This article examines how male survivors of wartime sexual violence in Northern Uganda conceptualize justice. Whereas recent years have witnessed increasing consideration for redressing conflict-related sexual and gender-based violence against women, specific attention to justice for male-directed sexual violence remains absent. Drawing on the empirically-grounded perspectives of 46 male survivors, this article incorporates the seldom-heard voices and perspectives of male wartime rape survivors into debates about justice in the context of sexual violence, thereby contributing towards a gender-inclusive and holistic understanding of gender justice debates. The findings underpinning this article demonstrate that male survivors’ justice priorities primarily centre around three interrelated themes: (a) justice as recognition, (b) government acknowledgement and (c) reparative justice. According to male survivors, these three aspects of justice imply the potential to respond to the misrecognition of male survivors’ experiences and to remedy their sexual and gendered harms in a reparative and gender-sensitive capacity.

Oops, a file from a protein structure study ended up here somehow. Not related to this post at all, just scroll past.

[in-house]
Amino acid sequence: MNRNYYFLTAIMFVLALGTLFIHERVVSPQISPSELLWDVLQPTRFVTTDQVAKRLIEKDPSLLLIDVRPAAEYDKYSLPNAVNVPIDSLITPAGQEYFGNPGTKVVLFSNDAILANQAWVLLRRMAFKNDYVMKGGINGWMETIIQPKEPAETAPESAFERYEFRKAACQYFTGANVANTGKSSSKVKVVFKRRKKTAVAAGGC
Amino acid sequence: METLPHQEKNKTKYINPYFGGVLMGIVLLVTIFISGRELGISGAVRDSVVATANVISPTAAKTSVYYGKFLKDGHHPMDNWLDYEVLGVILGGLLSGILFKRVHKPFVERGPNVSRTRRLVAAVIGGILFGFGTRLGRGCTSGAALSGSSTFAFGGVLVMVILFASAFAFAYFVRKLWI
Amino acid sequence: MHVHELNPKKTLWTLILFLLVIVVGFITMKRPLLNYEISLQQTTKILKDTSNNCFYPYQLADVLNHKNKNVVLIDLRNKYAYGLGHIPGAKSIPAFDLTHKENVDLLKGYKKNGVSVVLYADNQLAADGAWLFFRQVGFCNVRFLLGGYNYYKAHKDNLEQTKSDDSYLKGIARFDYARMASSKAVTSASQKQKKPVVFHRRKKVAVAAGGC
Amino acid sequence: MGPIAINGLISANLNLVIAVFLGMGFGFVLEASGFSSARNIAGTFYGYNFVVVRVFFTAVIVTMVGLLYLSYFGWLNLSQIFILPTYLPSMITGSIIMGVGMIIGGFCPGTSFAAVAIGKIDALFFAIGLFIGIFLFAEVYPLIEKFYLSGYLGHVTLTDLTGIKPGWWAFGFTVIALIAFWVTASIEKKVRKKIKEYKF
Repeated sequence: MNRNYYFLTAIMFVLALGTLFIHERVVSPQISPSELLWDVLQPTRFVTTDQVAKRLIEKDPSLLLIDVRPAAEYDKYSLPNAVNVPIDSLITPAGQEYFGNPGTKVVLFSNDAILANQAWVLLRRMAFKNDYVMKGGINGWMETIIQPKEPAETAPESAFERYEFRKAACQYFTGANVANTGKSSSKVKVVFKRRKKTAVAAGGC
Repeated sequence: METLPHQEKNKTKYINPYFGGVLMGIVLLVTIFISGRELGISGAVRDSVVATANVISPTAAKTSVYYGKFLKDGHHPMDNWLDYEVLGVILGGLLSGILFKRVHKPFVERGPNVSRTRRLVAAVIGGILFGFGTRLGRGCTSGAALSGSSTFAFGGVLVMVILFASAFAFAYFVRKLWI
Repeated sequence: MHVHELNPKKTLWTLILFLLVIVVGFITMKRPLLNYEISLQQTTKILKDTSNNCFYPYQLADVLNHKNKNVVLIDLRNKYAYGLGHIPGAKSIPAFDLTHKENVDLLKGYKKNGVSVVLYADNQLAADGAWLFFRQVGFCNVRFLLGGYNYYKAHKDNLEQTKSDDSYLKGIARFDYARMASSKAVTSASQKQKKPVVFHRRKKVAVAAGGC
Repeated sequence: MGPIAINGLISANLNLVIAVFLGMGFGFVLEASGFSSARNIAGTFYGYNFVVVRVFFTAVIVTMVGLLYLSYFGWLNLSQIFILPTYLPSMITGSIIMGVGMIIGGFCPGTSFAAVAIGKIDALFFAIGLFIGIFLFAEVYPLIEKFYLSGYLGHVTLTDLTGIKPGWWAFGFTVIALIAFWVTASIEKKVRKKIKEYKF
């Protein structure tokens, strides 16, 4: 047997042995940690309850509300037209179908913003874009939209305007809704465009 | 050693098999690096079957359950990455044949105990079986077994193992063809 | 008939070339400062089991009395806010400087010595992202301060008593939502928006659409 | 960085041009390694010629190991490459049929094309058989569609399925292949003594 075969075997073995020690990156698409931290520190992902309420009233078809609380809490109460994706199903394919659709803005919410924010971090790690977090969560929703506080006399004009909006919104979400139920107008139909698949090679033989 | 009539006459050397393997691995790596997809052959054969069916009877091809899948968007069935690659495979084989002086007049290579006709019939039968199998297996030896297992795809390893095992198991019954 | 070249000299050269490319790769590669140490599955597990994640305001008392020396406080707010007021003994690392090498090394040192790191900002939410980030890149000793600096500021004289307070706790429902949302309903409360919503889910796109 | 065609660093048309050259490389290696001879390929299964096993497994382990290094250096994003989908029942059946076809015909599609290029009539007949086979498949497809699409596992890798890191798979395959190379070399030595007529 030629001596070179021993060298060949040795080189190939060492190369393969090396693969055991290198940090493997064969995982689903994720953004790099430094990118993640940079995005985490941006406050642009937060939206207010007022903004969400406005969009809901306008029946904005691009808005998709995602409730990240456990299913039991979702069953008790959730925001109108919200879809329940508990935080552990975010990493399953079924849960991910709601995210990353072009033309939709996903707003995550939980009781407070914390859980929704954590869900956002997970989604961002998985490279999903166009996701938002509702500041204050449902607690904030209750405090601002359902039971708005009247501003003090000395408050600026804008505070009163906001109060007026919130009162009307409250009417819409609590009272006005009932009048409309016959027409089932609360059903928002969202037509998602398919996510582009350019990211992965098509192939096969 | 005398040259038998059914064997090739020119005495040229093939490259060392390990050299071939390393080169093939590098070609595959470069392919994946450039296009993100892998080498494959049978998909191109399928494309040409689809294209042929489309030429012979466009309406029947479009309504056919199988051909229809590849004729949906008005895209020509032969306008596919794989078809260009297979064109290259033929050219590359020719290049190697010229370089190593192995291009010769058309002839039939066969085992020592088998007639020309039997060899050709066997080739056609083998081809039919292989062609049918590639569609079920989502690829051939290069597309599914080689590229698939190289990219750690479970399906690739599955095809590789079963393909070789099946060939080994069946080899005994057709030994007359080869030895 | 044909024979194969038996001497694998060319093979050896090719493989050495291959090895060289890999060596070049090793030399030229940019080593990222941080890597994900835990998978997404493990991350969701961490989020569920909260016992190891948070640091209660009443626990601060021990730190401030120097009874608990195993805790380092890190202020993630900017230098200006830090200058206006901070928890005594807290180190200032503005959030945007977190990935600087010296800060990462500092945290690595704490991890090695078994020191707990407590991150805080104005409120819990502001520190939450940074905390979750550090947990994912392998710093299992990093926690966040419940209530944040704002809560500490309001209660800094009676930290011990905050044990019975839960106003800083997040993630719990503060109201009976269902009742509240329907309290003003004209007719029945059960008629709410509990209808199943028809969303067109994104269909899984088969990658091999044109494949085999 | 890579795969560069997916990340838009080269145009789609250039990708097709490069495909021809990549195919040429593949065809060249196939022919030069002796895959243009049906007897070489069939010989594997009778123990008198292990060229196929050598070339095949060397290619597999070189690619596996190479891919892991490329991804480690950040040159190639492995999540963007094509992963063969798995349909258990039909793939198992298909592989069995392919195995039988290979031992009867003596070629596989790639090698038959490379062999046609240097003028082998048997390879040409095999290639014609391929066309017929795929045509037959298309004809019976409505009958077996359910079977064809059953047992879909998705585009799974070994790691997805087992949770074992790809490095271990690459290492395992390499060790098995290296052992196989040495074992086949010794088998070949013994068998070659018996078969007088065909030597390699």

Schulz, P. (2020). Examining Male Wartime Rape Survivors’ Perspectives on Justice in Northern Uganda. Social and Legal Studies, 29(1), 19–40. https://doi.org/10.1177/0964663918822158